pushing to replace the old dichotomy of stable and unstable carbon with a “soil continuum model” of carbon in progressive stages of decomposition. But this model and others like it are far from complete, and at this point, more conceptual than mathematically predictive.
Researchers agree that soil science is in the midst of a classic paradigm shift. What nobody knows is exactly where the field will land — what will be written in the next edition of the textbook.
In short, they are in a muddle.
5. Pests found inside a hill in Canberra
Here it is:
Every week Federal parliament is sitting Tony Burke, leader for the opposition in the house, sends around to party members on his mailing list some pithy comments. Last week he told of one of his constituents, a woman who is 102 and lives in:
Western Sydney, which is the epicentre of the current COVID outbreak. She’s been on the pension for 40 years – and yet the government sent her a letter saying she’d be cut off unless she left the house in the middle of the lockdown zone to present proof of age documents she doesn’t actually have.
Luckily Burke’s office was able to get the matter fixed by Stuart Robert’s office. However, it continues the narrative that there is no blunder beyond the capability of this government. Their fiercest critic however is possibly Dennis Atkins, now retired and liberated from writing for the Courier Mail. He is particularly eloquent about their leader:
Brian and I have agreed to try running some posts as short conversation starters instead of the much longer posts we have both produced in the past.
This conversation post was prompted by “The climate change panic button is coming” by Allan Kohler. It looks at climate change from a financial risk perspective, in particular how the rising number and size of climate change disasters is making is making it harder and harder for the insurance industry to the point where more and more insurance will become unaffordable. Banks will not lend money to projects that cannot be insured.
This post asks you to discuss what might be done to avoid or survive a future of shrinking insurance, shrinking loans and a deteriorating environment.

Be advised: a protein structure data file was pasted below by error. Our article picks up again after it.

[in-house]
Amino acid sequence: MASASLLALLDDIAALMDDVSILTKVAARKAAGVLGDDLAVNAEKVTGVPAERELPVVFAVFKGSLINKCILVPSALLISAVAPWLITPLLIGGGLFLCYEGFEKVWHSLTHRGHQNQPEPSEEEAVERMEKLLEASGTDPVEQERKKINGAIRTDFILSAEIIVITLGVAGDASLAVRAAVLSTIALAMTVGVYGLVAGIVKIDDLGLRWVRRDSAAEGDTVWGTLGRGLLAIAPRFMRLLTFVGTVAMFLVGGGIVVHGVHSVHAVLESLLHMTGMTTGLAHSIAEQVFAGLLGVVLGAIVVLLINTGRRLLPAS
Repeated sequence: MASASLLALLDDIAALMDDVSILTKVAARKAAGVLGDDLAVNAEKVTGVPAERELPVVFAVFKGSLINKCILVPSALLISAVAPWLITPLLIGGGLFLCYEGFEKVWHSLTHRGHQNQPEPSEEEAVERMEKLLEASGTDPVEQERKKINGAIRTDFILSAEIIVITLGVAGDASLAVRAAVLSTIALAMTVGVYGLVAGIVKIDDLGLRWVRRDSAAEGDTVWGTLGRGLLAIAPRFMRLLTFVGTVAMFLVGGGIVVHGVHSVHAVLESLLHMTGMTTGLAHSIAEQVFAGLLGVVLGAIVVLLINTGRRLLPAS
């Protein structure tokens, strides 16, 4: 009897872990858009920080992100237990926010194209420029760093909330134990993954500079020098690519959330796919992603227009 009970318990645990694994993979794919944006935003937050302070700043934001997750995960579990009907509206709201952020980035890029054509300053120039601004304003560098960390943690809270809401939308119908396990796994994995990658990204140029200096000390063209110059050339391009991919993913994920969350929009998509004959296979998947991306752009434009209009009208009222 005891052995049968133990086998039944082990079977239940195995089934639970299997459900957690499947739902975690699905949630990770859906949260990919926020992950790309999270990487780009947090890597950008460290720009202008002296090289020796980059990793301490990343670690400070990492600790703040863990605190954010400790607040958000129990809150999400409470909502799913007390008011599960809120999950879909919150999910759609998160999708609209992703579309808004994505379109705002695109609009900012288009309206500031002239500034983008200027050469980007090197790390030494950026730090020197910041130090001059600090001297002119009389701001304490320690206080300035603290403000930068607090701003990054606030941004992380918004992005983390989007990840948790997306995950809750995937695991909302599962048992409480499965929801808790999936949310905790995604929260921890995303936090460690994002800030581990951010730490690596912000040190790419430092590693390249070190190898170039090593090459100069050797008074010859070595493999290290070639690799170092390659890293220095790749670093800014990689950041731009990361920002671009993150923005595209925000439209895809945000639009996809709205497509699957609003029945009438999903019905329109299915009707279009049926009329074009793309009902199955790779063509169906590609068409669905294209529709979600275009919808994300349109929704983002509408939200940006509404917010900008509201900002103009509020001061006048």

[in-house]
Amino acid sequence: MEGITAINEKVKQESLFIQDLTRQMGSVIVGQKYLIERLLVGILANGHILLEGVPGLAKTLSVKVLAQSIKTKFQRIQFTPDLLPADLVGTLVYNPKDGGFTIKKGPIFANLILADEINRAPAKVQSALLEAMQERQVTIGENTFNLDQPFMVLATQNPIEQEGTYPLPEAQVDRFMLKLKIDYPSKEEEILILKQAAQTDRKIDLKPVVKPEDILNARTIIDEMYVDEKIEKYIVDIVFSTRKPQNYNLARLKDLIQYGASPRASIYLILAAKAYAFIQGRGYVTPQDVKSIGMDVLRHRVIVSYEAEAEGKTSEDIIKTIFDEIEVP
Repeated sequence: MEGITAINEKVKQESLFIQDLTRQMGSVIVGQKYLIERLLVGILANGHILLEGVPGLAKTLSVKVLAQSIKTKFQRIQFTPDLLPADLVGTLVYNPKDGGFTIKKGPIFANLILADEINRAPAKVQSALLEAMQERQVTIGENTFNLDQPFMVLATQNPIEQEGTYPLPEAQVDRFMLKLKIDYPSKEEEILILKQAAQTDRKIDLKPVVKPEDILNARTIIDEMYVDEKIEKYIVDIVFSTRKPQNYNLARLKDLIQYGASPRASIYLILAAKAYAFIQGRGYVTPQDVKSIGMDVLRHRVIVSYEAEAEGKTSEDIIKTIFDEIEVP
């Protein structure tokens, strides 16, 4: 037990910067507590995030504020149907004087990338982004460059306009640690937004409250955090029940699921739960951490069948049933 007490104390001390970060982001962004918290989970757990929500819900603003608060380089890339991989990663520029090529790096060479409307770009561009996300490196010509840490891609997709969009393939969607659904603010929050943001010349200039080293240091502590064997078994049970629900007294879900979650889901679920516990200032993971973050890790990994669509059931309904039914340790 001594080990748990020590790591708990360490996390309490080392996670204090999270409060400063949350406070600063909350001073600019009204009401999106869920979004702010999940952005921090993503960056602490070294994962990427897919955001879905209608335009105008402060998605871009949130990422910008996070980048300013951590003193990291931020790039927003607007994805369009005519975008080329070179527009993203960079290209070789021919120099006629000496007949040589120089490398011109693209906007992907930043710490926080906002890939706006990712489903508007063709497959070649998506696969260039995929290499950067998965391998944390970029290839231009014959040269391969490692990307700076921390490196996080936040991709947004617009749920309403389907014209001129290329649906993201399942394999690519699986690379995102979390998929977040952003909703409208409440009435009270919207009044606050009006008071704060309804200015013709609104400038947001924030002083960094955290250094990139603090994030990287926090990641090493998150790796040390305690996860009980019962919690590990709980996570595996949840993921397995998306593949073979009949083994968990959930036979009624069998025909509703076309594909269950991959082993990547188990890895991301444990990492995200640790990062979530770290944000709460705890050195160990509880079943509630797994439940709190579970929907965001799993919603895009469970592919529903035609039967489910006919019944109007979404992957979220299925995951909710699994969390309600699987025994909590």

Too many Australians are struggling to find secure, affordable accommodation in places where they need/want to live. This can be true for those seeking to own a house of their own as well as those seeking rental accommodation.
When Warren Truss was leader of the National Party from 2007 to February 2016, just about no-one in the general public knew who he was. That was one of the reasons why Barnaby Joyce succeeded him.
Now lots of people know a lot about Barnaby for a variety or reasons, and a saw enough of his successor Michael McCormack this week to realise he was simply not up to the job. The numbers that matter are the 21 members of the federal National Party room. More than half prefer Barnaby Joyce, warts and all. So we have Barnaby Joyce victorious in Nationals leadership challenge.
I have to say that his deputy, David Littleproud, looked absolutely miserable next to Barnaby on TV, although he says he was just cold. Word is that Matt Canavan moved the spill motion, and Littleproud’s support made the difference, in the interests of longer term stability.
If so, strange thinking. As Jennifer Hewitt says in the AFR today:
The public will now have a front row seat at Joyce’s more explosive brand of political fireworks. And he does bear grudges.
Every-one not living under a rock knows that the Biloela community loves the Tamil family Nades and Priya Murugappan, and their daughters Kopika and Tharunicaa, who were taken from their homes in March 2018 in a dawn raid without warning the day their bridging visa expired, and have now been banged up in Christmas Island for several years.